Teenagers have always been attracted to public spaces where they can hang out with friends, find new friends, and talk endlessly with peers about matters that concern them, away from parents and other authority figures. Such gatherings are crucial to human development; they are how teenagers expand their social horizons, share views on issues that matter to them, experiment with different versions of their personality, and develop the sense of independence from parents and other adults that they must in order to become adults themselves.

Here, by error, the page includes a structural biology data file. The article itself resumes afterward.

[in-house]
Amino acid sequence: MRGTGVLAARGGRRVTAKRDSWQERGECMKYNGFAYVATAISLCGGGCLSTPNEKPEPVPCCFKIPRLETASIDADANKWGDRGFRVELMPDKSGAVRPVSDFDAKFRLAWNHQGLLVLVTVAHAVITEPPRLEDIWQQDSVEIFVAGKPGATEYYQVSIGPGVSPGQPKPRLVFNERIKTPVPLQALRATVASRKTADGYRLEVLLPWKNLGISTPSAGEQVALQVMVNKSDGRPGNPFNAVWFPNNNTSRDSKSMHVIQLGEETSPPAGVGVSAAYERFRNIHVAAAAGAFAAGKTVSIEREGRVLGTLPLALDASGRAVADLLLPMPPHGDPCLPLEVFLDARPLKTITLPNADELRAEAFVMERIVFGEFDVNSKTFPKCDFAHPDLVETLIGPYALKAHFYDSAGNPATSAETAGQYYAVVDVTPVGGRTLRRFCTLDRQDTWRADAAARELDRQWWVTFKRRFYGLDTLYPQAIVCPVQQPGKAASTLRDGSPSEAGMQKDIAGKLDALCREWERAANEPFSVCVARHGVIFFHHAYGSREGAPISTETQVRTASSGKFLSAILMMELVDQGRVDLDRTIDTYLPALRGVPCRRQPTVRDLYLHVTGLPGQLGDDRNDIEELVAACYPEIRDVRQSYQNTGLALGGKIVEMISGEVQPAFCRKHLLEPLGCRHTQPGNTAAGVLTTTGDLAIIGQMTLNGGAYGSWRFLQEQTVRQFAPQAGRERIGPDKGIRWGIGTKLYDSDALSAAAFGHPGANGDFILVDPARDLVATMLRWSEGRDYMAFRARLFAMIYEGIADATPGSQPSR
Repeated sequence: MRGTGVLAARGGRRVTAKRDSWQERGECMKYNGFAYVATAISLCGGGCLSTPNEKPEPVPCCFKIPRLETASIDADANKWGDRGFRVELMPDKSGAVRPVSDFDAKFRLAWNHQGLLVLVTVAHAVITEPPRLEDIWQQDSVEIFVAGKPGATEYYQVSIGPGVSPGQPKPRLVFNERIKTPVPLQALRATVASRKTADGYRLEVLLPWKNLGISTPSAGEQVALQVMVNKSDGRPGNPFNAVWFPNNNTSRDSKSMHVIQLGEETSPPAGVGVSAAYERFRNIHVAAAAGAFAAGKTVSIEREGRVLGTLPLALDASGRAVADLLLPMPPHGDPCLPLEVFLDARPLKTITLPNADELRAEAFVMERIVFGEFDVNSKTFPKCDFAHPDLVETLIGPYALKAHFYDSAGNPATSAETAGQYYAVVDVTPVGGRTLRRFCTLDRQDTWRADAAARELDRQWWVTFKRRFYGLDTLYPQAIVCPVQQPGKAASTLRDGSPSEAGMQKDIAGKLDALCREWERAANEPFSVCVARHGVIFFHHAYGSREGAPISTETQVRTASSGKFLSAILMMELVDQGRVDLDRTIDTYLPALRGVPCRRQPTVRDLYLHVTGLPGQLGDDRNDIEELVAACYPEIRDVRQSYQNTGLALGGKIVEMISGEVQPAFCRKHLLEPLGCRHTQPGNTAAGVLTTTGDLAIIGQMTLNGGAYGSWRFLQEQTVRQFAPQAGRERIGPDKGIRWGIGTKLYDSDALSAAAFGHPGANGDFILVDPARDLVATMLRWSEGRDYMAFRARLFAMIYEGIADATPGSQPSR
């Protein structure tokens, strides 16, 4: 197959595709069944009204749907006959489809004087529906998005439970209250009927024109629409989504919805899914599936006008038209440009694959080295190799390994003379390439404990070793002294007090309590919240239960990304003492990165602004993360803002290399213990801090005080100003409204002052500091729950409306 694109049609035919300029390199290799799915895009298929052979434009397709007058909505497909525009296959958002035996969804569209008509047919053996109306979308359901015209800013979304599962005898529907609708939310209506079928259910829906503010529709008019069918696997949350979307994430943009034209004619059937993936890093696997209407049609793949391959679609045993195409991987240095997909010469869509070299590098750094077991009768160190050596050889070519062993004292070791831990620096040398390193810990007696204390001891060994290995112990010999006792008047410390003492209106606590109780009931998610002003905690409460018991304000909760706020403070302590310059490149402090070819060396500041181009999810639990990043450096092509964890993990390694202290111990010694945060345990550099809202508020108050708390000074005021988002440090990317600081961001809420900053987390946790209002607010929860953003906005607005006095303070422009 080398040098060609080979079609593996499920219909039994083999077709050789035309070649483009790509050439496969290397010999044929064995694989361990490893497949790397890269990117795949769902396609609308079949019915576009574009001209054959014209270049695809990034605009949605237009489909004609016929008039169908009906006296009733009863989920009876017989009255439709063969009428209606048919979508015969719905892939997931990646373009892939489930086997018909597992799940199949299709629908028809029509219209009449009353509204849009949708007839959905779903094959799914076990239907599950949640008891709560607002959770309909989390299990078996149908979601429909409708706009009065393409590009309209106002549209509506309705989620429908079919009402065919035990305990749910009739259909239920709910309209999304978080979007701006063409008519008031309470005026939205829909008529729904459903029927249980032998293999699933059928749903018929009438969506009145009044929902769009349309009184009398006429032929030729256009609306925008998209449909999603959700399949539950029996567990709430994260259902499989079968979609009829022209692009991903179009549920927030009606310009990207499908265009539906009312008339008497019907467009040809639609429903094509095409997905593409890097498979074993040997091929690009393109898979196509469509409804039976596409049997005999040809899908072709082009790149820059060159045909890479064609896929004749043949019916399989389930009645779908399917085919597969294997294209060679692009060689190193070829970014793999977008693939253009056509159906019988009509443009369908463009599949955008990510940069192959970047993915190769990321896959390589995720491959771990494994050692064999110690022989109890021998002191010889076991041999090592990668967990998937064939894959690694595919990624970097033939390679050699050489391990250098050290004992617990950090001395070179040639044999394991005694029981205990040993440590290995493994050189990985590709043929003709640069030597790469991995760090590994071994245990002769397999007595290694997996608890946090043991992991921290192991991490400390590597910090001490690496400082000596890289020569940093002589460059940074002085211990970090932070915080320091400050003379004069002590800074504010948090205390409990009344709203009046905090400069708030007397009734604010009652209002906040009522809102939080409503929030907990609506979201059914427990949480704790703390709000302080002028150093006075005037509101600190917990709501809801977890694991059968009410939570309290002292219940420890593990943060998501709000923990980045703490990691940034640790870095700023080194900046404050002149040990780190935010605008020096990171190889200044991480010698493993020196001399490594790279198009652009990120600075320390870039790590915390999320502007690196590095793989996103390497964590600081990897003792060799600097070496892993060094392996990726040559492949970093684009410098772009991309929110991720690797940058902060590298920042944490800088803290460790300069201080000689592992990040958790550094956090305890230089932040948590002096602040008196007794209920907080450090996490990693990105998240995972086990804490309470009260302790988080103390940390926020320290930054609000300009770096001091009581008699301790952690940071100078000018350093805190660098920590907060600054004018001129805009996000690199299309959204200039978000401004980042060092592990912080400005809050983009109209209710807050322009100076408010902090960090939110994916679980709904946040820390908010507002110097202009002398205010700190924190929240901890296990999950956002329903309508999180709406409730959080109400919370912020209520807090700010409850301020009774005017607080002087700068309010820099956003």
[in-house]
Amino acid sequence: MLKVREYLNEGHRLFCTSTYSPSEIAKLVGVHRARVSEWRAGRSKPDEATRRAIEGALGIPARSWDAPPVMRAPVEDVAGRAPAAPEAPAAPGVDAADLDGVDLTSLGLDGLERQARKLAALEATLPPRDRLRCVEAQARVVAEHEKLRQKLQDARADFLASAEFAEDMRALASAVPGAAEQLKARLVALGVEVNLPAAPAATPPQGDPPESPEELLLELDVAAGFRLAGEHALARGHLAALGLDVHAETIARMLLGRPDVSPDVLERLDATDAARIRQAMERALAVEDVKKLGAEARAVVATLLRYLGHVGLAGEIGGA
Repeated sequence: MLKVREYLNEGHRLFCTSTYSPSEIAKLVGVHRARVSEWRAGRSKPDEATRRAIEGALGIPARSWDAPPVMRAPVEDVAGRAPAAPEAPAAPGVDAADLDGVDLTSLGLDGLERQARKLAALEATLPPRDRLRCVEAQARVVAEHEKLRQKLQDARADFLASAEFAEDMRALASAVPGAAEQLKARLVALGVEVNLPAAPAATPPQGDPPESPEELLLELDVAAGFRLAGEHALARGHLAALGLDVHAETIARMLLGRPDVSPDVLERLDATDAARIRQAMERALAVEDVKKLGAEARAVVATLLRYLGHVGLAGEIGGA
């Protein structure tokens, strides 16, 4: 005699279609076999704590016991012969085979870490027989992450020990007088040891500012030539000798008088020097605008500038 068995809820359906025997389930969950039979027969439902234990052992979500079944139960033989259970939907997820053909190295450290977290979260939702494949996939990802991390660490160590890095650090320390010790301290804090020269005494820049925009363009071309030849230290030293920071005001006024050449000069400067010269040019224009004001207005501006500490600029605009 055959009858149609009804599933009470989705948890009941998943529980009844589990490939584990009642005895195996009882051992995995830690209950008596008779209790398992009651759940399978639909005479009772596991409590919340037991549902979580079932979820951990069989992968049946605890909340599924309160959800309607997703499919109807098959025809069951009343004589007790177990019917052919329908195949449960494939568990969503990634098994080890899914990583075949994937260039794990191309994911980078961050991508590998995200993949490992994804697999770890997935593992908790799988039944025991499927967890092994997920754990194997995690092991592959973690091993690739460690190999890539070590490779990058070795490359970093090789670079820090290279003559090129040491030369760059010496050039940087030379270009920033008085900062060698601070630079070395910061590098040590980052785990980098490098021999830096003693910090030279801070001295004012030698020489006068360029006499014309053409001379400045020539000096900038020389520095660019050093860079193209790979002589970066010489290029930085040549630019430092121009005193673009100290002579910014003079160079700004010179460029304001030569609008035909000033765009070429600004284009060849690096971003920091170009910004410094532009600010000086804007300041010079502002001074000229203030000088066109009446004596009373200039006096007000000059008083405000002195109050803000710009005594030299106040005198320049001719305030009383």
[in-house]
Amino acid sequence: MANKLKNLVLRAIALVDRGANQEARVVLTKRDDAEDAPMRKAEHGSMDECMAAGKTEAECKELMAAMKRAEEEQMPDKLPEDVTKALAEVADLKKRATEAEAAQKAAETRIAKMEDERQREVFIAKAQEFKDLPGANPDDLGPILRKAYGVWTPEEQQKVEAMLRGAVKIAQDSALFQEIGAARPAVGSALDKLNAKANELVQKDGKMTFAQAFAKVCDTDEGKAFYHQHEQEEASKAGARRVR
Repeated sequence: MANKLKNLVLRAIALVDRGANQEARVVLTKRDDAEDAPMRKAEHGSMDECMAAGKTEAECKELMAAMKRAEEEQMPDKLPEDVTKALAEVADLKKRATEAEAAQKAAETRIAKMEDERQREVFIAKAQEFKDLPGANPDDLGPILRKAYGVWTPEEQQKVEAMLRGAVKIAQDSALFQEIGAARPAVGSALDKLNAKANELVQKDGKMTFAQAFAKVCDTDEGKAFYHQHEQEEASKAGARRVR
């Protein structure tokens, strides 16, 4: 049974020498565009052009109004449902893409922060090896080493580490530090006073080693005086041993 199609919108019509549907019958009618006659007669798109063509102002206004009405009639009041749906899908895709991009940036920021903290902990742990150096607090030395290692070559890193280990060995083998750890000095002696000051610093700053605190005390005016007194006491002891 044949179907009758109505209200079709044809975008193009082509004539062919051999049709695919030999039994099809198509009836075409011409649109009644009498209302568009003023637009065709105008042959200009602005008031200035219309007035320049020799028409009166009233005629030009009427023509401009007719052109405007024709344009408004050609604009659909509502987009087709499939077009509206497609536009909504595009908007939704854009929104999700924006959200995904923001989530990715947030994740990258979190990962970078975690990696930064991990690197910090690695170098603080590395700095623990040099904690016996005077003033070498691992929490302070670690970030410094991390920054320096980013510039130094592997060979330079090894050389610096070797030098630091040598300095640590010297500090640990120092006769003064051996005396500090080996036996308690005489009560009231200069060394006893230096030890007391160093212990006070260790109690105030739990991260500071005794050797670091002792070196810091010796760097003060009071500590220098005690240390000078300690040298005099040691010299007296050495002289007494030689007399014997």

Until rather recently, the places where teens would find one another were physical, geographical spaces, but today they are more often located in cyberspace. Many adults are puzzled, and some are apppalled, by the amount of time teens spend online and by what they seem to do there. A terrific new book by danah boyd (who spells her name without capitals), entitled It’s Complicated: The Social Lives of Networked Teens, helps us make sense of it.